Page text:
On the “B” side, “Jimmie’s Mean Mama Blues”, recorded the previous day, Jimmie is accompanied by an outstandingly hot Hollywood-based five piece jazz band led by pianist Bob Sawyer, who co-wrote the tune with one Walter O’Neal.  Another Rodgers classic, this tune was later covered by Bob Wills’ Texas Playboys in 1936, sung by Tommy Duncan.  I love how the band stops playing during Jimmie’s first yodel, leaving just him and his guitar.  We previously sampled Sawyer’s work with Carlyle Stevenson’s band five years prior to this.

Jimmie's Mean Mama Blues, recorded

Jimmie’s Mean Mama Blues, recorded July 10, 1930 by Jimmie Rodgers.

Updated with improved audio on June 20, 2017, and on July 10, 2017, and May 31, 2019.

Sunset 1136 – Carlyle Stevenson’s El Patio Orchestra – 1925

Today, I offer for your listening pleasure the sounds of mid-1920s, as played by this regional dance band from Los Angeles, California.  The somewhat seldom seen Sunset label was made in California in the mid-1920s, as early as 1923 to about 1926, and features an attractive illustration of the Western landscape.  Among other interesting content, such as the record featured here, Sunset recorded a young Morey Amsterdam in pair of songs with ukulele.

Sunset 1136 was recorded in July of 1925 by Carlyle Stevenson’s El Patio Orchestra in Los Angeles, California.  The Red Hot Jazz Archive lists the personnel as Ralph Marky and Leslie Moe on trumpets, Doc Garrison and Harley Luse on trombones, Leslie Lyman and Harry Vaile on clarinet, alto sax, and tenor sax, leader Carlyle Stevenson on alto sax, Bob Sawyer on piano (who later went on to lead an outstanding jazz band), Carol McManus on banjo, Oscar Martin on brass bass, and Buddy Johnson on drums.  According to that listing, the vocalist would be either Carl Edwards or Walter Dupre.  However, I can’t guarantee that any or all of those musicians played on these recordings.  Leader Carlyle Stevenson recorded previously with Jan Garber’s orchestra.

First up, the band plays a fine version of the big hit of 1925, “Sleepy Time Gal”.

Sleepy Time Gal

Sleepy Time Gal, recorded July 1925 by Carlyle Stevenson’s El Patio Orchestra.

Next, keeping in a similar theme, they play “Lonesomest Gal in Town”.

Lonesomest Gal in Town

Lonesomest Gal in Town, recorded July 1925 by Carlyle Stevenson’s El Patio Orchestra.

Atomic A-215 – Slim Gaillard Quartette – 1945

One-hundred years ago today, on January 4, 1916, pianist, guitarist, and singer Bulee “Slim” Gaillard was born.  Though the details of his early life are disputed, he claimed to have been born in Cuba and spent his childhood picking bananas and sugar-cane there before embarking on a world-round voyage with his Greek father where he was accidentally left on Crete from where he worked his way to America.  Whatever his origins, Gaillard first found fame in the 1930s performing with bassist Slam Stewart as half of “Slim and Slam”, who had a hit in 1938 with “Flat Fleet Floogee” (as it was originally titled, better known as “Flat Foot Floogee”).  By the 1940s, Gaillard had become a leading bebopper and hepster supreme, famous for a scat language of his own creation called “Vout”, which involved interjecting a lot of the word “vout” and suffixing just about everything with “o’reenie” or “o’roonie”.  He had a smash hit in 1946 with “Cement Mixer (Put-Ti-Put-Ti)”.  Gaillard died February 26, 1991.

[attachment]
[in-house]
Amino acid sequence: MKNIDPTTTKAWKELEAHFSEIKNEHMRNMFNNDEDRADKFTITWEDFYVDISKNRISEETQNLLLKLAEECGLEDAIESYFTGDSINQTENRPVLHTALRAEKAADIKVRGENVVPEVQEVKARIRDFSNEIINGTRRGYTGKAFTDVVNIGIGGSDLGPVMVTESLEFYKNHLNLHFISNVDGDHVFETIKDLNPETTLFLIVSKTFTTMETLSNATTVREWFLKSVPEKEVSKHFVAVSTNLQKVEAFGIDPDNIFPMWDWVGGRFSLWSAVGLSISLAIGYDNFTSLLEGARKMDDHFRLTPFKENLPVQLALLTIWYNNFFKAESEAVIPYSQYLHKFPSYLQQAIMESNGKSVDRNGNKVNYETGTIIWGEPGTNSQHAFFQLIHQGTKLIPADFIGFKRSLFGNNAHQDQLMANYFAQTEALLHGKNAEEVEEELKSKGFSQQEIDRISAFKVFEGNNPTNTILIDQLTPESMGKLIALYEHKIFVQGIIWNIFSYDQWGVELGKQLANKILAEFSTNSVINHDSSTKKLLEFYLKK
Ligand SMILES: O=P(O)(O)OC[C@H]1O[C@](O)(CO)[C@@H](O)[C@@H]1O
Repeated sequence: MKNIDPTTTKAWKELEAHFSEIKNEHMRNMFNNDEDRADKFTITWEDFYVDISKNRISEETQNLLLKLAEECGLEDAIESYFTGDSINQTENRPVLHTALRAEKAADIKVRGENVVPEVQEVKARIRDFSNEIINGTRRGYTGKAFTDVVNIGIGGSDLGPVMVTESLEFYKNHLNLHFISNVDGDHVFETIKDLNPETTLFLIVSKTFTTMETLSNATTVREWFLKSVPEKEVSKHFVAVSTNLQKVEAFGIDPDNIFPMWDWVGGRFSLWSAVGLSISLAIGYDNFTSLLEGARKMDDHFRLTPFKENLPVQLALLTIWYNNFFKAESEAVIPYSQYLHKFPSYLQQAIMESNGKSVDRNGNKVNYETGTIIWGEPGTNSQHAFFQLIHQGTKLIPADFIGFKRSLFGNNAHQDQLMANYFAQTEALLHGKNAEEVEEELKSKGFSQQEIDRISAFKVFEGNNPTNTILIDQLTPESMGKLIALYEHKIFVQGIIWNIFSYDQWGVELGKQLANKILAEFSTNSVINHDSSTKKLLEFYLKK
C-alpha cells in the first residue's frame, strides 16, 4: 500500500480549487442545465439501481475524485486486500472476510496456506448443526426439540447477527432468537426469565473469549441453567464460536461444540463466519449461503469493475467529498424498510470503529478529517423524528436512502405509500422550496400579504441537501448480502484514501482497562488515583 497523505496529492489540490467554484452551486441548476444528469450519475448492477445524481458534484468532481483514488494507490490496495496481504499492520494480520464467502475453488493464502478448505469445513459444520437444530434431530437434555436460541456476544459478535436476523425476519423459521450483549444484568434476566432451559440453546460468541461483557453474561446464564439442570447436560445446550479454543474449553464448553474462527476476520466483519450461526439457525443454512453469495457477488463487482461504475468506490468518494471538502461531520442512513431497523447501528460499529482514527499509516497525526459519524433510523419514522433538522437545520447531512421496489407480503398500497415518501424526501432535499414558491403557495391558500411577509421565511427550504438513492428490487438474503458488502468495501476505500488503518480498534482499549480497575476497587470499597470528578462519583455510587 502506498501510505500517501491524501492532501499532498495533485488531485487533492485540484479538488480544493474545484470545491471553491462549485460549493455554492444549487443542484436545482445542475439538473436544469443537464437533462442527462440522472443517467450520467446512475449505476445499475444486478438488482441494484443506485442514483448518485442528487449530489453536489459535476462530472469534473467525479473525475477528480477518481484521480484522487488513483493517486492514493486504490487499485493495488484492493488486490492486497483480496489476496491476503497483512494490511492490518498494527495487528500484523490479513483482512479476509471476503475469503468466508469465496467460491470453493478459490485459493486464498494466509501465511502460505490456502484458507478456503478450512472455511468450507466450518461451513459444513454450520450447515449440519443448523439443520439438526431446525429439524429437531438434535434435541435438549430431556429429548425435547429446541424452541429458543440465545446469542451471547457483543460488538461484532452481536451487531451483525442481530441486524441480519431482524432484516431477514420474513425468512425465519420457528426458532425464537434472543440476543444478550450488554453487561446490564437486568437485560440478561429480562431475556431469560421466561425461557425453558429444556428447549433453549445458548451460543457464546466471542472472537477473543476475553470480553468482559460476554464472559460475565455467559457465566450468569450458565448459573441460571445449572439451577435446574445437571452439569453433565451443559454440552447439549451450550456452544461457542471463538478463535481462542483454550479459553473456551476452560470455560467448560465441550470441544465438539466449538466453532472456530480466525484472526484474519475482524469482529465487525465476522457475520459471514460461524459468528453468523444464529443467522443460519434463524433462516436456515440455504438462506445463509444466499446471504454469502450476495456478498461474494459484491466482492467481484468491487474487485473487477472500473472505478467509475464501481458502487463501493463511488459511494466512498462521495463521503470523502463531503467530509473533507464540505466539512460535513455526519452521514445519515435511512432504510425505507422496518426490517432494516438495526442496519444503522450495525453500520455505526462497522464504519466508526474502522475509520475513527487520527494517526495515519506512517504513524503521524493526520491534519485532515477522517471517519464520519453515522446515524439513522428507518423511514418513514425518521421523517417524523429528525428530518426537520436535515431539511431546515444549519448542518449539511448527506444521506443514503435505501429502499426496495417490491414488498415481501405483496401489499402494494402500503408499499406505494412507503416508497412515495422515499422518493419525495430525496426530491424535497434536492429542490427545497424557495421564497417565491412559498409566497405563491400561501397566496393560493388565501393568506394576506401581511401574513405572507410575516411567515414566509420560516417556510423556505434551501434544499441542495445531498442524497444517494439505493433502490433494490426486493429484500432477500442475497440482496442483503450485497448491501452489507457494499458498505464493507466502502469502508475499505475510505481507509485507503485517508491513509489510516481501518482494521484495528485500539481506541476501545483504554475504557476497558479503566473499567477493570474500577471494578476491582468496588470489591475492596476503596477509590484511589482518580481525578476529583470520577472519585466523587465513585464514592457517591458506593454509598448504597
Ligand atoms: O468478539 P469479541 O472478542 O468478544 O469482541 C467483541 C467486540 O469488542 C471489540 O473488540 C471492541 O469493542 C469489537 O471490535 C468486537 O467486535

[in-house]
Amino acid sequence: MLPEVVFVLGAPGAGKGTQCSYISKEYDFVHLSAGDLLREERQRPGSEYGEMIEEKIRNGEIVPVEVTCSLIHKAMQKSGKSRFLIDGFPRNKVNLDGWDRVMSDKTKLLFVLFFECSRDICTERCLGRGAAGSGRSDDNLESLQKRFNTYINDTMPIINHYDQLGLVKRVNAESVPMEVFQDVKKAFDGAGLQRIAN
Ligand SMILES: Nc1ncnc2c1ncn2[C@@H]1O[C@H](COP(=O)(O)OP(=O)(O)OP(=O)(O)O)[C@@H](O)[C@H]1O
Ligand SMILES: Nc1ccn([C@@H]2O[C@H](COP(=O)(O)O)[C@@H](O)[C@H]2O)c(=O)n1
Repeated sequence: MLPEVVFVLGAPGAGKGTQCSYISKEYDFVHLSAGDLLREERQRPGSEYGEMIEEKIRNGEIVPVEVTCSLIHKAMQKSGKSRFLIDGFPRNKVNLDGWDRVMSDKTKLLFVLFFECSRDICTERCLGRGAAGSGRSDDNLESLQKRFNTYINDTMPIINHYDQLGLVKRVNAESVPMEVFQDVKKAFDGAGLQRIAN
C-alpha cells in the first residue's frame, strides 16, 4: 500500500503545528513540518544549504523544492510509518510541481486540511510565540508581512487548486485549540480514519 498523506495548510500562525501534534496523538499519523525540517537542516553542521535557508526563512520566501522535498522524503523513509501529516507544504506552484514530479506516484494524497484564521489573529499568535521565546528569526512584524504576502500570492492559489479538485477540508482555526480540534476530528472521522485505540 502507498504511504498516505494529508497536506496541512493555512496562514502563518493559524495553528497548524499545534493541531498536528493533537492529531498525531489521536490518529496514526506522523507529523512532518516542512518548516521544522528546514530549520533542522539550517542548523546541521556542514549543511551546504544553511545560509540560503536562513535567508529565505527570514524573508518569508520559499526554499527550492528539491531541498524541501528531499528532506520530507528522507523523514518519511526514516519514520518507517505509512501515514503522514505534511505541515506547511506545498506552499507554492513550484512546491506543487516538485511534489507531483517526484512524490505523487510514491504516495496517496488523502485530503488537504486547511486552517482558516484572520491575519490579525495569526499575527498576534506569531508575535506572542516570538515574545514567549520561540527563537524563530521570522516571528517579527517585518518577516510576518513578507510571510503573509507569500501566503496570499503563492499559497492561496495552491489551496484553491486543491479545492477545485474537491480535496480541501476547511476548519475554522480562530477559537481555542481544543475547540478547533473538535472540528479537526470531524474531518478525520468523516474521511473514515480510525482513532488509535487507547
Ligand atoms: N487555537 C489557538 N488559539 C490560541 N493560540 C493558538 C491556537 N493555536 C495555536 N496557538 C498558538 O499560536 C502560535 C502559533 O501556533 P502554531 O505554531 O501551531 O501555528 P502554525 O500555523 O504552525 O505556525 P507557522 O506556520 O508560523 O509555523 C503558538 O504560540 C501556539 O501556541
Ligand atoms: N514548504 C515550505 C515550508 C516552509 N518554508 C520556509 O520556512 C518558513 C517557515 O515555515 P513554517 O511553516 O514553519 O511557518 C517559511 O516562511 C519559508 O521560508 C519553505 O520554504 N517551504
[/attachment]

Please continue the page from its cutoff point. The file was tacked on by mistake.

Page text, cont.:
Atomic A-215 was recorded December 15, 1945 in Hollywood, California.  The band includes Slim Gaillard on guitar, the always distinguished Zutty Singleton on drums, “Tiny” (aka “Bam”) Brown on bass, and Dodo Marmarosa on piano.  These Atomic records had a very distinctive label design didn’t they, one of my favorites, artistically.

Mere months after the first atomic bombs were dropped on Hiroshima and Nagasaki, ending World War II in the Pacific Theater, Slim Gaillard’s Quartette cut “Atomic Cocktail”.  In the rather esoteric genre of “atomic music” that appeared in the late 1940s and early 1950s as the atomic era began, with such songs as “Atom and Evil” and “Old Man Atom”, this one, in my opinion, stands out as one of the best.

Atomic Cocktail, recorded

Atomic Cocktail, recorded December 15, 1945 by the Slim Gaillard Quartette.

According to legend, “Yep-Roc-Heresay” (pronounced “yep rock ha-reesy”) has Gaillard and Tiny Brown reading the names of Arabic dishes from the menu of a Middle Eastern restaurant offering such fare as yabra, stuffed grape leaves, harisseh, an Arabian dessert, kibbeh bil sanieh, a meat dish, and lahem meshwi, lamb kebabs.  “That’s a good deal McNeil” is, of course, not in Arabic.  Despite its innocuous nature in reality, it was reportedly banned from airplay by several radio stations for fear of carrying secret messages promoting drugs and crime.

Yep-Roc-Heresay, recorded

Yep-Roc-Heresay, recorded December 15, 1945 by the Slim Gaillard Quartette.